It’s been over a year-and-a-half since the last season of Curb Your Enthusiasm aired on HBO and, happily, Larry David has not grown at all in that time period. Curb is that rare thing: a show where stagnancy breeds pleasure. (Seinfeld was one; The Simpsons is another.) The plot, such as it is, is always set in motion by Larry’s eccentricity. Character development can be over-rated: if Larry were to suddenly get over his petty grievances, we wouldn’t have much of a show. There’s not much new under the sun this season on Curb, thank God. Anything else would be a shonda.
- Larry re: Berg’s desk: “This would be good to get blow jobs under.”
- “Do you like Girl Scout Cookies?” “I find them abhorrent, but come on in!”
- Yay, Gary Cole!
- Larry to Cheryl's short, bald, Jewish divorce attorney: “You should have recused yourself. We can’t go up against each other.”
- Speaking of which, I’d love to be at the spitballing session where Larry and the gang toss around the most Jewish names they can think of (e.g. David Rabinowitz, Hiram Katz)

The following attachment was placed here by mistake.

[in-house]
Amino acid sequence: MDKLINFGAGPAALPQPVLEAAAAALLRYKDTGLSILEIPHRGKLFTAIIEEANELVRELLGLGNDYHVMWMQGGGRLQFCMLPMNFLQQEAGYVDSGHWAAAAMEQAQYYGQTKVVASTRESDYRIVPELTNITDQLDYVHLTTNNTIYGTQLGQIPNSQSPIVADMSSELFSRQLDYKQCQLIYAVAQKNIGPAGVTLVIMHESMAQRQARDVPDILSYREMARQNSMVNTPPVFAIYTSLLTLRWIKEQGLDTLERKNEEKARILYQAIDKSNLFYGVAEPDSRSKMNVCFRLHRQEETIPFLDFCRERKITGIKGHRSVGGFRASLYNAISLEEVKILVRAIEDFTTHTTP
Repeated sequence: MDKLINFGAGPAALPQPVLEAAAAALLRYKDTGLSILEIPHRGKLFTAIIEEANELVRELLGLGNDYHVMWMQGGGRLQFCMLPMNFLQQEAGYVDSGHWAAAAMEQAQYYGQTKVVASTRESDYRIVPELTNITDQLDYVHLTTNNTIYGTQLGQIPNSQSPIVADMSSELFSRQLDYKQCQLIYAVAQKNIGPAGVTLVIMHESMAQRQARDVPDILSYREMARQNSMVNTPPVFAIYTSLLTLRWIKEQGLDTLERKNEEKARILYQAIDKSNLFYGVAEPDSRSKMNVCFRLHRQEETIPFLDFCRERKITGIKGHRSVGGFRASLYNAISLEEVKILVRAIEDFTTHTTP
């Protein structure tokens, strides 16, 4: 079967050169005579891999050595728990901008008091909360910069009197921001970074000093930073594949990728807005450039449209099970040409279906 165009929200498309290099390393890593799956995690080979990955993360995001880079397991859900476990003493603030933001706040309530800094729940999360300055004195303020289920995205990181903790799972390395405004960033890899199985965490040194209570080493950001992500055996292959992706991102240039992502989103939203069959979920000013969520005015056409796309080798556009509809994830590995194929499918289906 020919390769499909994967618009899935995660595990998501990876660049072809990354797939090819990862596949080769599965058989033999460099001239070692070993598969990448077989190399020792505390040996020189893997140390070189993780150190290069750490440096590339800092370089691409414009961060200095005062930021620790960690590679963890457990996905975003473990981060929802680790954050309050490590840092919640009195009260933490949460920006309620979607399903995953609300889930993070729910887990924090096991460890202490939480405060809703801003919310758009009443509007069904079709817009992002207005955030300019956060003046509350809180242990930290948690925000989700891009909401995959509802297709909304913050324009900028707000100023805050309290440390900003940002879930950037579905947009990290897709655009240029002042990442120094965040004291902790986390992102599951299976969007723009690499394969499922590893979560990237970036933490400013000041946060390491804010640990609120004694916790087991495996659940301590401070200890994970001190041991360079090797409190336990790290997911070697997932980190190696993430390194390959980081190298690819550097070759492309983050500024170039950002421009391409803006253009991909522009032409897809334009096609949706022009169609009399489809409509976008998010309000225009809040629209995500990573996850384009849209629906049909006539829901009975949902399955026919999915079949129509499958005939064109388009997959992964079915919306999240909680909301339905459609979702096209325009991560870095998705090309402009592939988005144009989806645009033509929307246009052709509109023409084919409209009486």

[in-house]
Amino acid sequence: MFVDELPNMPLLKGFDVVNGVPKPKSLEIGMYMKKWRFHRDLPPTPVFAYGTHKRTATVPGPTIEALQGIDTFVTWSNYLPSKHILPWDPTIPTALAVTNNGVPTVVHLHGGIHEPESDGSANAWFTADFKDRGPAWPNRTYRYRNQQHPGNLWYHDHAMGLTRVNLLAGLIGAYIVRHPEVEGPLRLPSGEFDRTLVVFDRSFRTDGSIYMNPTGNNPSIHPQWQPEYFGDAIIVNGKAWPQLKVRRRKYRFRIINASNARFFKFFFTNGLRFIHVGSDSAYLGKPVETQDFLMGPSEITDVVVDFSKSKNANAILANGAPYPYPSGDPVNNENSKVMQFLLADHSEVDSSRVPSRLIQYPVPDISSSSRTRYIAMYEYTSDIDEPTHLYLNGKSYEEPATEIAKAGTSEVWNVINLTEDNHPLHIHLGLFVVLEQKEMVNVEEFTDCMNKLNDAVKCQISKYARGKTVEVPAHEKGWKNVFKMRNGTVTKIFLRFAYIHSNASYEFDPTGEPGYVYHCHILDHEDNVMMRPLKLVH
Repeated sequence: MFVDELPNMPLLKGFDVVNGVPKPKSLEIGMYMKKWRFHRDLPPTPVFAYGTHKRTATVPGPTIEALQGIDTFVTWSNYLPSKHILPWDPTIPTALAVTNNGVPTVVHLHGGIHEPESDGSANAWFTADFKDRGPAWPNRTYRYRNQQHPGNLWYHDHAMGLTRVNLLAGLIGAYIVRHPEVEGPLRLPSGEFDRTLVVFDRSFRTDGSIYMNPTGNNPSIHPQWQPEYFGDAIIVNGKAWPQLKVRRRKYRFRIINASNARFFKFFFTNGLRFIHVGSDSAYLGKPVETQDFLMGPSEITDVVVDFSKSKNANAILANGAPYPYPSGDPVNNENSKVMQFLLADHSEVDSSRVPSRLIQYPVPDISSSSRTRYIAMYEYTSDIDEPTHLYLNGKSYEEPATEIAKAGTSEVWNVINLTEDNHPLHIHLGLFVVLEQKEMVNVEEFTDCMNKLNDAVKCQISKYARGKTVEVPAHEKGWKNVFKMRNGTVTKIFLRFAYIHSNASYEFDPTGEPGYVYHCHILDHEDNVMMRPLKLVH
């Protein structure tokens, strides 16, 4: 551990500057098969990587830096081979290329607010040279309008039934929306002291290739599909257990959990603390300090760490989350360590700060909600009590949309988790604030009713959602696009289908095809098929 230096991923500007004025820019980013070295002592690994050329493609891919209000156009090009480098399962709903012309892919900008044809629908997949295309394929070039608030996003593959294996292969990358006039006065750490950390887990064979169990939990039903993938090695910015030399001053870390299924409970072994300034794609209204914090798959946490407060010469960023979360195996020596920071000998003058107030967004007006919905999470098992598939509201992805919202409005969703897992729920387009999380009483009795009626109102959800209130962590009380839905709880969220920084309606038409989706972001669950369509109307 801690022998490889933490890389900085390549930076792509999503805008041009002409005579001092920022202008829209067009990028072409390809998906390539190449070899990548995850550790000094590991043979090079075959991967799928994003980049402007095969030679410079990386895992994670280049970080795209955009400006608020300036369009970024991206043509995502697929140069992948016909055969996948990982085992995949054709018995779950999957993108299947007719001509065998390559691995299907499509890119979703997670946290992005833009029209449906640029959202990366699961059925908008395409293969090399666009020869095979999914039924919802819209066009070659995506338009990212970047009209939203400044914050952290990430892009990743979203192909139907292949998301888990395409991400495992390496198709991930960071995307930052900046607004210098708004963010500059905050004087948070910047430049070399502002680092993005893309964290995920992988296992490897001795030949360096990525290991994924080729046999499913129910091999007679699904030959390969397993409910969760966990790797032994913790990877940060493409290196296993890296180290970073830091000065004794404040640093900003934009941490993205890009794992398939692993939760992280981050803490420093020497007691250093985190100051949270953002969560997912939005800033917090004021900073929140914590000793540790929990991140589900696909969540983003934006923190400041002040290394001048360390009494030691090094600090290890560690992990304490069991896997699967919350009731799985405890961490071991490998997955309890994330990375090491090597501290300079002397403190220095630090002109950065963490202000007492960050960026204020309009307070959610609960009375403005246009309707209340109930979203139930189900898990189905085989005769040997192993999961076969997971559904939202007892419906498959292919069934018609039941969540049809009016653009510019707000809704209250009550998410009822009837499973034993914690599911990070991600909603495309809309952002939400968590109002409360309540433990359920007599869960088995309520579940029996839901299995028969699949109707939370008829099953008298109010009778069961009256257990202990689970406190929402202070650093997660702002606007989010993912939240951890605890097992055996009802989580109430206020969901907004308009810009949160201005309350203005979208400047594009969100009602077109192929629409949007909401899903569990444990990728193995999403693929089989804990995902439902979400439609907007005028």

- Depressing: “Why don’t you get a divorce?” “I’m too lazy.”
- God bless Susie Essman: “You think we're gonna have a nice divorce if we ever get divorced? No fucking way. I’m taking you for everything you have, mister. I'm taking your balls and I'm thumbtacking them to the wall . You're gonna get nothing out of it. You mention the ‘d ‘word once in your fucking life and you'll rue the day you eve met me.”
- The tampon-in-the-nose bit would have been funnier, if it hadn’t already been used on Sex and the City years ago.
- “I commend you on the demographics: a black, an Asian, and…are you a Jew?” (he asks the red head)
- “How you gonna fuck bitches in a twin bed?” Indeed.
- “What is a Jew doing on a motorcycle?”
- “I've got a Swede lawyer? She's gonna get everything.”